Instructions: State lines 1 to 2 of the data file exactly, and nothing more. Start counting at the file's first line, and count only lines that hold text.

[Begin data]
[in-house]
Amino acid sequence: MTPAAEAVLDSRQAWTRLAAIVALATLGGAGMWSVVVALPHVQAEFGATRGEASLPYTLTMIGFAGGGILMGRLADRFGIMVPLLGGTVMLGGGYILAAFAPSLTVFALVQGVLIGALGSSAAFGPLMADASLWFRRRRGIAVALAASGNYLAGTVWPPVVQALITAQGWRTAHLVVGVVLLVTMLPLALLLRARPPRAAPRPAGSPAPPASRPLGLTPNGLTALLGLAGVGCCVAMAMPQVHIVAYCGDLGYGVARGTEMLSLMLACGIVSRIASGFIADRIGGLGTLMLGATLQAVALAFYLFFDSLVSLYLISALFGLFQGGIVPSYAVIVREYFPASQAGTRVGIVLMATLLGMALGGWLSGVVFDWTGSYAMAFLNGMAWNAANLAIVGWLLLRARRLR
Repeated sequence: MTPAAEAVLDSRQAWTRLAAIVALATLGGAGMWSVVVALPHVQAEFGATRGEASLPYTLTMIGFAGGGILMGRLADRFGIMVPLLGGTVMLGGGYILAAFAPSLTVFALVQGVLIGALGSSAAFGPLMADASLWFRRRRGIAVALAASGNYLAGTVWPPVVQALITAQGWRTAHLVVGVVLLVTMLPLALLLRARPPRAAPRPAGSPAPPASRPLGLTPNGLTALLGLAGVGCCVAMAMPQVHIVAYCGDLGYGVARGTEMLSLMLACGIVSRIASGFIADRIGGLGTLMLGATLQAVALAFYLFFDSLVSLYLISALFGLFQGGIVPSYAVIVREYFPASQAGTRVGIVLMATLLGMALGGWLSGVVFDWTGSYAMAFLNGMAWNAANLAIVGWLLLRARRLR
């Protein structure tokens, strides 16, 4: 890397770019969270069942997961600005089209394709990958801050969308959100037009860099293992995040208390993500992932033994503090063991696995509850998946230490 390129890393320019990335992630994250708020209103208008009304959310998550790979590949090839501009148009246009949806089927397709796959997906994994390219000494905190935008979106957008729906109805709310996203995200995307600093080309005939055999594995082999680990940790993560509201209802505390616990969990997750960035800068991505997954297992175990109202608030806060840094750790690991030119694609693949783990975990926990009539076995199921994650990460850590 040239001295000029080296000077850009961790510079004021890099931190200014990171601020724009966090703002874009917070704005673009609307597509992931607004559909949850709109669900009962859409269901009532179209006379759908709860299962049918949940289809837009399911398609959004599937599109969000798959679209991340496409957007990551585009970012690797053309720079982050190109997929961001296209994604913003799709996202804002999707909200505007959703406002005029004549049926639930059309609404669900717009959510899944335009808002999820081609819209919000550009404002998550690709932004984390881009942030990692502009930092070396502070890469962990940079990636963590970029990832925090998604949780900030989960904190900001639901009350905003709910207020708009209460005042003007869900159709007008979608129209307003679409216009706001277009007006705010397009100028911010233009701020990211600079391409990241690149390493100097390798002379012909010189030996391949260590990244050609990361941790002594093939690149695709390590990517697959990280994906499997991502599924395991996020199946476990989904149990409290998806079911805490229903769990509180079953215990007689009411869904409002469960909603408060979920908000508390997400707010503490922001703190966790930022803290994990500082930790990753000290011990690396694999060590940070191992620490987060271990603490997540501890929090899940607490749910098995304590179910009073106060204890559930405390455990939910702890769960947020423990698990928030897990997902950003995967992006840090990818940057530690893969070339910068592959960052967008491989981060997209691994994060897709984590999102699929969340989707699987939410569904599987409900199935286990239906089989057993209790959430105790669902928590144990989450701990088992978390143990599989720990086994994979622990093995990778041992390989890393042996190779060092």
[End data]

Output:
[in-house]
Amino acid sequence: MTPAAEAVLDSRQAWTRLAAIVALATLGGAGMWSVVVALPHVQAEFGATRGEASLPYTLTMIGFAGGGILMGRLADRFGIMVPLLGGTVMLGGGYILAAFAPSLTVFALVQGVLIGALGSSAAFGPLMADASLWFRRRRGIAVALAASGNYLAGTVWPPVVQALITAQGWRTAHLVVGVVLLVTMLPLALLLRARPPRAAPRPAGSPAPPASRPLGLTPNGLTALLGLAGVGCCVAMAMPQVHIVAYCGDLGYGVARGTEMLSLMLACGIVSRIASGFIADRIGGLGTLMLGATLQAVALAFYLFFDSLVSLYLISALFGLFQGGIVPSYAVIVREYFPASQAGTRVGIVLMATLLGMALGGWLSGVVFDWTGSYAMAFLNGMAWNAANLAIVGWLLLRARRLR